Letters

Letters 12-14-2014

Come Together There is a time-honored war strategy known as “divide and conquer,” and never has it been more effective than now. The enemy is using it against us through television, internet and other social media. I opened a Facebook account a couple of years back to gain more entries in local contests. Since then I had fallen under its spell; I rushed into judgment on several social issues based on information found on those pages

Quiet The Phones! This weekend we attended two beautiful Christmas musical events and the enjoyment of both were significantly diminished by self-absorbed boors holding their stupid iPhones high overhead to capture extremely crucial and highly needed photos. We too own iPhones, but during a public concert we possess the decency and manners to leave them turned off and/or at home. Today’s performance, the annual Messiah Sing at Traverse City’s Central Methodist Church, was a new low: we watched as Mr. Self-Absorbed not only took several photos but then afterwards immediately posted them to his Facebook page. We were dumbfounded.

A Torturous Defense In defense of the C.I.A.’s use of torture in a mostly fruitless search for vital information, some suggest that the dire situation facing us after 9-11, justified the use of torture even at the expense of the potential loss of much of our nation’s moral authority.

Home · Articles · News · Books · Soul Searching
. . . .

Soul Searching

Elizabeth Kane Buzzelli - May 31st, 2010
Soul Searching: Three take top prize in Michigan Writers Chapbook Contest
By Elizabeth Kane Buzzelli
As all writers eventually discover, writing is a lonely business. Not just the hours spent at a computer, but the aftermath — trying to sell the work that has kept the writer busy for months, or even years. As local writer John Mauk notes: “Authors can’t write and then fall into a hole… Authors have to carry their work into the world — even when it’s heavy.”
It’s because of this ‘carrying into the world’ that the Michigan Writers organization began a chapbook contest in 2005. Chapbooks tend to be small books issued by poets or essayists for an appreciative readership of like-minded souls.
The three winners of the 2010 Michigan Writers’ Chapbook contest are John Mauk, English rhetoric professor at NMC, for his short stories, “The Rest of Us”; Jennifer Sperry Steinorth for her poetry collection, “Forking the Swift”; and Sarah Baughman for her essays, “Growing in Seasons.”
What are their thoughts on the writing life?
“In a previous life, I was a dog,” Mauk says. “Whenever I like something, I want to howl back in kind. Years ago, after I finished my PhD in rhetoric, I decided that I was going to read fiction, get my head into something besides theory. Along the way I rediscovered the novel—what it does, how it pulls you forward and knocks you around. It’s taken me years of weird noises, awful guttural hacking, to make a sound worthy of the wind. In short, this is my first formal literary howl.”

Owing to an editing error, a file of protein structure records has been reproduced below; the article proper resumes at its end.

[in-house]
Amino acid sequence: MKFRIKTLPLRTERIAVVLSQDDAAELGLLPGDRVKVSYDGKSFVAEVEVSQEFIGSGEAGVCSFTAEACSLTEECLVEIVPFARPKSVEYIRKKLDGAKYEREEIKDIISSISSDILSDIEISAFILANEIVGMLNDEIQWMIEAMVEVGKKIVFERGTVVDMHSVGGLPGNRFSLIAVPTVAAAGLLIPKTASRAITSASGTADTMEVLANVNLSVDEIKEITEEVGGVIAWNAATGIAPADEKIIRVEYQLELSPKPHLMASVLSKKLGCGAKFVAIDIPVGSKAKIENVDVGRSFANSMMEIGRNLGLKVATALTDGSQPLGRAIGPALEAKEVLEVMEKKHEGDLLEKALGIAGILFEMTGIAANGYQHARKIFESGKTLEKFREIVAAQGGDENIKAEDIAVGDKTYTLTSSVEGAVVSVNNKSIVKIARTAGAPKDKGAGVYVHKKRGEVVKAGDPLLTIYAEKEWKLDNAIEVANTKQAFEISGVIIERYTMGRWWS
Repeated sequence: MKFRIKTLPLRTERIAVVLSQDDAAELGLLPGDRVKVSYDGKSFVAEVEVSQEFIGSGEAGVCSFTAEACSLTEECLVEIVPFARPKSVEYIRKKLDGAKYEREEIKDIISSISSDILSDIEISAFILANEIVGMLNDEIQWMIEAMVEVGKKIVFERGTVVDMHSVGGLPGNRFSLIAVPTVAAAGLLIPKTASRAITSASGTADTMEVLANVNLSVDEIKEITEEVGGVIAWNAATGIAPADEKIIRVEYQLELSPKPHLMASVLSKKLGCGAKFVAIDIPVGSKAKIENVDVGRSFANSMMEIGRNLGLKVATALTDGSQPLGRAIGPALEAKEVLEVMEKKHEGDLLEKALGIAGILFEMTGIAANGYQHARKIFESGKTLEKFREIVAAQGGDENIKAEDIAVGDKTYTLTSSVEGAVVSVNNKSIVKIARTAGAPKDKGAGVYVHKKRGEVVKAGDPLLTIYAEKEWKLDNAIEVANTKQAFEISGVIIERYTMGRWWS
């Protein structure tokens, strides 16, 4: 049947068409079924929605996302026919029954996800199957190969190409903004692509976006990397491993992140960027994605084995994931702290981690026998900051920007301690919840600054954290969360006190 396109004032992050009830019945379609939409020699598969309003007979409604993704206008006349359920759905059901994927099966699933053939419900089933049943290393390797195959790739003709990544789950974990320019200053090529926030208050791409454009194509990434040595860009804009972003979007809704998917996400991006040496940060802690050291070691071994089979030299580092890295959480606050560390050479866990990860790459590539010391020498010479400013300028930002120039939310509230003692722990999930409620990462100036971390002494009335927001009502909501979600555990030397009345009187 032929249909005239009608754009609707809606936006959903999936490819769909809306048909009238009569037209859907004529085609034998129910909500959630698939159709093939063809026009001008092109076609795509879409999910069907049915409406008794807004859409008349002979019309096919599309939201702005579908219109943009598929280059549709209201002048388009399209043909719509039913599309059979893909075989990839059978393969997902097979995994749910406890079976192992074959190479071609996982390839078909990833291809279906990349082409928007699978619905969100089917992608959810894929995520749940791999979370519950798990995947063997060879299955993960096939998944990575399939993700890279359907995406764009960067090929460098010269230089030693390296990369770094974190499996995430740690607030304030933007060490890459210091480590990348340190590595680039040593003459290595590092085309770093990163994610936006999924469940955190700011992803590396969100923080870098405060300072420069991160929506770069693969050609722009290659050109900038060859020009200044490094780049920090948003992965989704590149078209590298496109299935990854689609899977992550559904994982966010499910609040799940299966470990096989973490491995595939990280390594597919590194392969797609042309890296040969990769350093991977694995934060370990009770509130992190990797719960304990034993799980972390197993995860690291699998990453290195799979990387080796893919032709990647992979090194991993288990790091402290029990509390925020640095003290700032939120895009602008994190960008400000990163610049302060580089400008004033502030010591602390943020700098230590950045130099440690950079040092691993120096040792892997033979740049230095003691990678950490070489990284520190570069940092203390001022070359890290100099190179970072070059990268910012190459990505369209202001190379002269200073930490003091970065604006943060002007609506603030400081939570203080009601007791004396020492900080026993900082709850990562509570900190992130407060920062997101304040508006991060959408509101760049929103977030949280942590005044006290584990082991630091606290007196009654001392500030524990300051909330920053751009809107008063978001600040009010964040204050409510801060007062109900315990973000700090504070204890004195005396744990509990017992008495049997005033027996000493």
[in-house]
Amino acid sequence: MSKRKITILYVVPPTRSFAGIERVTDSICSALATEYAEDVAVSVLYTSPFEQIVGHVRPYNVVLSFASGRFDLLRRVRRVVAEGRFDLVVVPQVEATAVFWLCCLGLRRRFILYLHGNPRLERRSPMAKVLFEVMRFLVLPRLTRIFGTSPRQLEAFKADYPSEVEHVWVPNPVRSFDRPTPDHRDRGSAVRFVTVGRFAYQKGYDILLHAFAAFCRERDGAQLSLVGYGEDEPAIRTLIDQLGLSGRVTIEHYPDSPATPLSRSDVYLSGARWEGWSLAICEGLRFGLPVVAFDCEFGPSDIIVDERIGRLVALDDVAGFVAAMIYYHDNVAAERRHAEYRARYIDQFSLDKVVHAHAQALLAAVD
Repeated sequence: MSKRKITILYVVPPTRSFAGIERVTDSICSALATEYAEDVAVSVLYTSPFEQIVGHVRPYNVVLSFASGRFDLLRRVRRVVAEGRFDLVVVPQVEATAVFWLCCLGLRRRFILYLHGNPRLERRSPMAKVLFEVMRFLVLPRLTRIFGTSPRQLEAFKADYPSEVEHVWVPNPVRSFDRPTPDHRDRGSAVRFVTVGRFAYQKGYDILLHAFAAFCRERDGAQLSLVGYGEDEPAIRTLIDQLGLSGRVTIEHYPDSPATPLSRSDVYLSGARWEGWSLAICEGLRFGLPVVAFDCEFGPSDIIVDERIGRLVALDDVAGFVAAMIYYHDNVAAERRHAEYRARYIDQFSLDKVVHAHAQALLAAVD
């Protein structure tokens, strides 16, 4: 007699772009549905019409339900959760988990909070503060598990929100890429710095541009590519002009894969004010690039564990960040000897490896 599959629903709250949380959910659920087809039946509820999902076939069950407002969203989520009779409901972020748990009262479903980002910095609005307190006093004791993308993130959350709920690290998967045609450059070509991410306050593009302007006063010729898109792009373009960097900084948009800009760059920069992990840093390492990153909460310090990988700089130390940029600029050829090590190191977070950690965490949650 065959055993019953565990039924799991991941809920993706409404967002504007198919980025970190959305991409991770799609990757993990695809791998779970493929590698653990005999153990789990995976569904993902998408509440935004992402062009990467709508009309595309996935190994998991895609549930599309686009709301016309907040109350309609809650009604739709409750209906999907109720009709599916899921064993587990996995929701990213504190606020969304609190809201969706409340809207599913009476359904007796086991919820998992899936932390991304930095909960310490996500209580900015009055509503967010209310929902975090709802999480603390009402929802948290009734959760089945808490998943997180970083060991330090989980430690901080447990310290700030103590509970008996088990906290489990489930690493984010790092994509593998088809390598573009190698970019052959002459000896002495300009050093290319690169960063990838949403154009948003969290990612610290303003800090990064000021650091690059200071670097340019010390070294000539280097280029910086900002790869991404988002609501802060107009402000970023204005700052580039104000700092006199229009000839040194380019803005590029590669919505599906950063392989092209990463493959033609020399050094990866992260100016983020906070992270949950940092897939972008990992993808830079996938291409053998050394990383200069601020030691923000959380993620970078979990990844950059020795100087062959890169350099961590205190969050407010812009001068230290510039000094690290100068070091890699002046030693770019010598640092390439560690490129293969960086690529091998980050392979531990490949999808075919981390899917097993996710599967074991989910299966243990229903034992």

SOLITARY ACT
Of being one of this year’s winners, essayist Sarah Baughman of Petoskey has this to say: “Writing is a fairly solitary act, but ultimately you hope that your words will ring true for others and in some way echo a common human experience.”
Baughman says her collection “tracks my pregnancy and my son’s birth within the framework of Northern Michigan’s four seasons. Working on this collection has reminded me of the surprises inherent in the writing process.”
Poet, Jennifer Sperry Steinorth, a graduate of the Interlochen Arts Academy where she majored in dance, is a builder and designer for a small, green-building company in Traverse City. When asked why she writes, Jennifer says, “That’s a hard one to answer. We try and make sense. Sometimes the conversations we have are internal, but it’s easy to get lost in the mind. Wishing to put one’s work into the world publicly is like wishing to participate in a conversation that one has been listening to, rapt, knowing full well that one may sound very foolish.”
Of being chosen a winner in the Michigan Writers Chapbook contest, Steinorth adds, “We are rich to live in a place of such bounty: where exquisite food is produced both for body and the soul. I am humbled and grateful to those at Michigan Writers for providing this opportunity to add my fare to the cart, in hopes that someone may find some sustenance there.”
The three beautifully designed and published chapbooks are now out and available from Michigan Writers - www.michwriters.org - and in local bookstores.

Elizabeth Buzzelli’s new mystery, “Dead Sleeping Shaman” is now available at local bookstores.

 
  • Currently 3.5/5 Stars.
  • 1
  • 2
  • 3
  • 4
  • 5
 
 

 

 
 
 
Close
Close
Close